While a successful, albeit brief spell in the new media spotlight courtesy of the Ice Bucket Challenge craze in 2014 raised the profile of ALS somewhat, the neurogenerative disorder remains a heart-wrenching and debilitating incurable disease.
With a short life expectancy upon diagnosis and incapacitating symptoms, treatment for ALS is invaluable. A 2014 study by the American Academy of Neurology suggested that Medical Marijuana could be the most effective treatment for the endless list of symptoms associated with the disease.
The study surveyed ALS patients who reported current or prior use of medical marijuana to treat their symptoms. The returned results indicated the following:
– 75% considered Medical Marijuana very effective for providing appetite stimulation.
– 65% considered Medical Marijuana very effective for aiding sleep.
– 80% considered Medical Marijuana very effective for relieving anxiety.
– 70% considered Medical Marijuana very effective for relieving depression.
– 60% considered Medical Marijuana very effective for providing muscle relaxation.
While these statistics only provide somewhat anecdotal evidence for the effectiveness of cannabis on ALS, it demonstrates the much needed aid for patients who suffer from this unforgiving disease. Despite this, Medical Marijuana for ALS is only available in 6 States in America (Arizona, Florida, Maine, Michigan, New Mexico and New Jersey).
While there has been no definitive study focusing solely on the therapeutic properties of cannabis on ALS, basic laboratory and animal research has suggested that THC may slow down the progression of the disease. This research carries more validity when reading the Cathy Jordan story.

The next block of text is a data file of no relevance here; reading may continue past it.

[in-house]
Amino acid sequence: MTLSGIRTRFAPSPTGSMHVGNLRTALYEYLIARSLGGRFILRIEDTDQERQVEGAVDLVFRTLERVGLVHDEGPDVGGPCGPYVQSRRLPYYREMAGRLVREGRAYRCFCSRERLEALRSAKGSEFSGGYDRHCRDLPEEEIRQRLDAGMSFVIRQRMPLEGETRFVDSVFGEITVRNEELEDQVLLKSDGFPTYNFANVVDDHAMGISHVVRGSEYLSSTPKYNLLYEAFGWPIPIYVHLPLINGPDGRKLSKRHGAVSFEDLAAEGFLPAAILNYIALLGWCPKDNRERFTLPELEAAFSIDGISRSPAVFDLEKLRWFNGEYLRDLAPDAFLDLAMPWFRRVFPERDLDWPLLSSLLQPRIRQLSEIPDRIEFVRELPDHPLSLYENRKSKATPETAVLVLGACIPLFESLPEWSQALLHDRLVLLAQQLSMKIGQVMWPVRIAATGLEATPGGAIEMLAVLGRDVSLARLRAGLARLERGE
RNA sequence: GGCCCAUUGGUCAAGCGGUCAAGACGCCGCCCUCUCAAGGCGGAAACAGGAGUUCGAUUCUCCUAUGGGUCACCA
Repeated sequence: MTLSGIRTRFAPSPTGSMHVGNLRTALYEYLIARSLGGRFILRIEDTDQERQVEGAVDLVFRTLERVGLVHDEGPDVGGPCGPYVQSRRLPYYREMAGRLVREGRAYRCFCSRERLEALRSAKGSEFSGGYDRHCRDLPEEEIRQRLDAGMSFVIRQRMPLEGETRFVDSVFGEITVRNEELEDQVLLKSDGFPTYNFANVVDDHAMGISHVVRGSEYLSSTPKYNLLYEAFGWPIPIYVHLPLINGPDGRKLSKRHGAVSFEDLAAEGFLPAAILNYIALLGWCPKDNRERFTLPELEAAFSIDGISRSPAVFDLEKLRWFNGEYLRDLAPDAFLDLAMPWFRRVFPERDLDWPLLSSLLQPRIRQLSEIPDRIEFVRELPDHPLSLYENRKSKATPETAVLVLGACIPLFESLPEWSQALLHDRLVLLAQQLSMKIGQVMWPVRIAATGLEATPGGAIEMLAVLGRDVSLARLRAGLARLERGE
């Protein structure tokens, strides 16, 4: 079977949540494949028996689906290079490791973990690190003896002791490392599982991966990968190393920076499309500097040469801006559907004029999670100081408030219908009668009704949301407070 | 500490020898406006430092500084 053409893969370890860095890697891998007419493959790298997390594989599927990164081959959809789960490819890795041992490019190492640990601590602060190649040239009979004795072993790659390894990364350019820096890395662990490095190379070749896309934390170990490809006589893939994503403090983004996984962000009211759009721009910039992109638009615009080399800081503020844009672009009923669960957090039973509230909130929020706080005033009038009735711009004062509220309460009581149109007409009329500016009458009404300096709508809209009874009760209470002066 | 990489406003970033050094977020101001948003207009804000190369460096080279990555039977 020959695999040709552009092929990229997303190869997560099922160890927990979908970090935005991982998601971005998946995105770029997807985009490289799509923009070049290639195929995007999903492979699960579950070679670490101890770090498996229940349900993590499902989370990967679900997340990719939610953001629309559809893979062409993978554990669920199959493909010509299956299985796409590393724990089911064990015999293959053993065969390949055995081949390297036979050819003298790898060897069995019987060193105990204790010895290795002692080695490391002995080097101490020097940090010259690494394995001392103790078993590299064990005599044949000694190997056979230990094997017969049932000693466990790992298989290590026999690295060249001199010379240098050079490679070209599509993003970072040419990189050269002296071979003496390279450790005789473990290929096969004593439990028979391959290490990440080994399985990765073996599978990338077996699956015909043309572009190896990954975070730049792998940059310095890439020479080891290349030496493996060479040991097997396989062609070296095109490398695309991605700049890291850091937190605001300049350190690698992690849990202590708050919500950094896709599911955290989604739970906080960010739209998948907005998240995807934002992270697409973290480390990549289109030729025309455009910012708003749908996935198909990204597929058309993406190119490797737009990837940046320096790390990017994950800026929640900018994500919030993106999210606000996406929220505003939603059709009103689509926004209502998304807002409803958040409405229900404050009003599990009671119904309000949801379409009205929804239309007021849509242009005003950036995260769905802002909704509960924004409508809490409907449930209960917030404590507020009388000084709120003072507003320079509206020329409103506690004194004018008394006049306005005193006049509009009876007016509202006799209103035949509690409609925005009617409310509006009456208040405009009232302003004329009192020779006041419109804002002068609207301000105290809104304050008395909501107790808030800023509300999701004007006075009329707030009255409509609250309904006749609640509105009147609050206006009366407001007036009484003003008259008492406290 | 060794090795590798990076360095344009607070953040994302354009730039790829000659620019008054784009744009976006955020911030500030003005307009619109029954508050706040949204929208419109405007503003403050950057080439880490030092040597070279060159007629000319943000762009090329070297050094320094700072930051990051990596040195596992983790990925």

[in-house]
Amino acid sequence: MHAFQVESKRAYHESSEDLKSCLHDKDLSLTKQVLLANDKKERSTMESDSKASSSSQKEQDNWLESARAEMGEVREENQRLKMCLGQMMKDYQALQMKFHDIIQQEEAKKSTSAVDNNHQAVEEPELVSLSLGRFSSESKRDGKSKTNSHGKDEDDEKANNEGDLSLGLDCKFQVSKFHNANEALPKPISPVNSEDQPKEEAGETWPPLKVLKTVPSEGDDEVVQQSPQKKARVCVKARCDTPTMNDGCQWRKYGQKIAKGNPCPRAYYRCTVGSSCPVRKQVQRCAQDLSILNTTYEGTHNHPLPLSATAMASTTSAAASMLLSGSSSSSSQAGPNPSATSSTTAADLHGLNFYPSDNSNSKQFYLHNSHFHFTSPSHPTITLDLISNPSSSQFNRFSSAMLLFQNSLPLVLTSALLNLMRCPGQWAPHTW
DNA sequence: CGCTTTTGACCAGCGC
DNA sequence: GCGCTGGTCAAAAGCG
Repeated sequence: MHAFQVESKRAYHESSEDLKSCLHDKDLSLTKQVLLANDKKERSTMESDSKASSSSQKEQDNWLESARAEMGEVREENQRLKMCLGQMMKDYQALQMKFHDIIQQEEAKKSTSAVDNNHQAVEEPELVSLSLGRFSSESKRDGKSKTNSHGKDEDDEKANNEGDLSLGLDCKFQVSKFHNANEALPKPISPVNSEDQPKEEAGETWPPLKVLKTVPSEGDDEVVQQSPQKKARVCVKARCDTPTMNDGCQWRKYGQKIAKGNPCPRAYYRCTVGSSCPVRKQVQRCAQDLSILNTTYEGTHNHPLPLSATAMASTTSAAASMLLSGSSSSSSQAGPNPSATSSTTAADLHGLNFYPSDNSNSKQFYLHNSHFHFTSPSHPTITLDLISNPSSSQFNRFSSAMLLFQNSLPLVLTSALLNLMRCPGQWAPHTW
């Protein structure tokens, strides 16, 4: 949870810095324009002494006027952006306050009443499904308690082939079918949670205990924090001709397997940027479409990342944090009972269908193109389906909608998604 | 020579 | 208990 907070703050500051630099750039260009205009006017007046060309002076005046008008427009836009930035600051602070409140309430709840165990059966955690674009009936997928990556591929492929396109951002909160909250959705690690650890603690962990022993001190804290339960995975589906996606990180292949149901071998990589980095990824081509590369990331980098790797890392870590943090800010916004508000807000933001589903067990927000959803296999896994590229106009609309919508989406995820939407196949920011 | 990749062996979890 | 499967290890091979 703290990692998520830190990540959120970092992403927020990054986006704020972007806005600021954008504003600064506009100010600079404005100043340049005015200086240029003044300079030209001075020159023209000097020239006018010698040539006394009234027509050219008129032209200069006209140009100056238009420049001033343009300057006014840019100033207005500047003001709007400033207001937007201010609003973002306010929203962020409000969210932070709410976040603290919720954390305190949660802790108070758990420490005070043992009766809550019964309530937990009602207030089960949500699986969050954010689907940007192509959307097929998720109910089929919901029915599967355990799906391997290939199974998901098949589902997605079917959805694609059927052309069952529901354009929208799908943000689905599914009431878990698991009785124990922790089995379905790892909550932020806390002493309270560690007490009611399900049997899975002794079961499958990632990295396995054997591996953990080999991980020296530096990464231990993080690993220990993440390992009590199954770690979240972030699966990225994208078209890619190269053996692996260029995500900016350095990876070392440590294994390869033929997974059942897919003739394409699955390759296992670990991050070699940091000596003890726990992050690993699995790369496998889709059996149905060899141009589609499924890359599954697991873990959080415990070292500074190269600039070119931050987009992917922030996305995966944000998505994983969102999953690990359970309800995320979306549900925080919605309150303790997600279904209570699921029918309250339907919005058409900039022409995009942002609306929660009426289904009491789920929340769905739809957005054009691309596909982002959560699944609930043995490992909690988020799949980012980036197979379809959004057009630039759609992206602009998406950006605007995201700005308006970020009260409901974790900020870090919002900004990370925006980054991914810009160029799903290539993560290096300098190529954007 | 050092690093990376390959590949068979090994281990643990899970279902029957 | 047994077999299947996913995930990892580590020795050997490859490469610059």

After being diagnosed with ALS in 1986, Jordan was given 5 years to live. However, after using cannabis to treat her illnesses, she has surpassed her “expiry date” by 24 years. Still alive and well today, Jordan pays tribute to marijuana calling it ‘her lifeline’.
In 1989, after a rapid decline in her health and with only 2 years left to live, Jordan, who lives in Florida decided to use cannabis. Improvements in Cathy’s health were noticeable; she even started walking again after years in a wheelchair.
Cathy’s story is not the only testament of its kind. There are many other reported success stories of medical marijuana and its effects on the symptoms of ALS.
However, despite almost $100 million being raised through the aforementioned Ice Bucket Challenge, new research into marijuana and ALS is yet to be conducted and patients outside of the sparse legal boundaries will have to continue to fight for their right to use the cannabis and its extracts.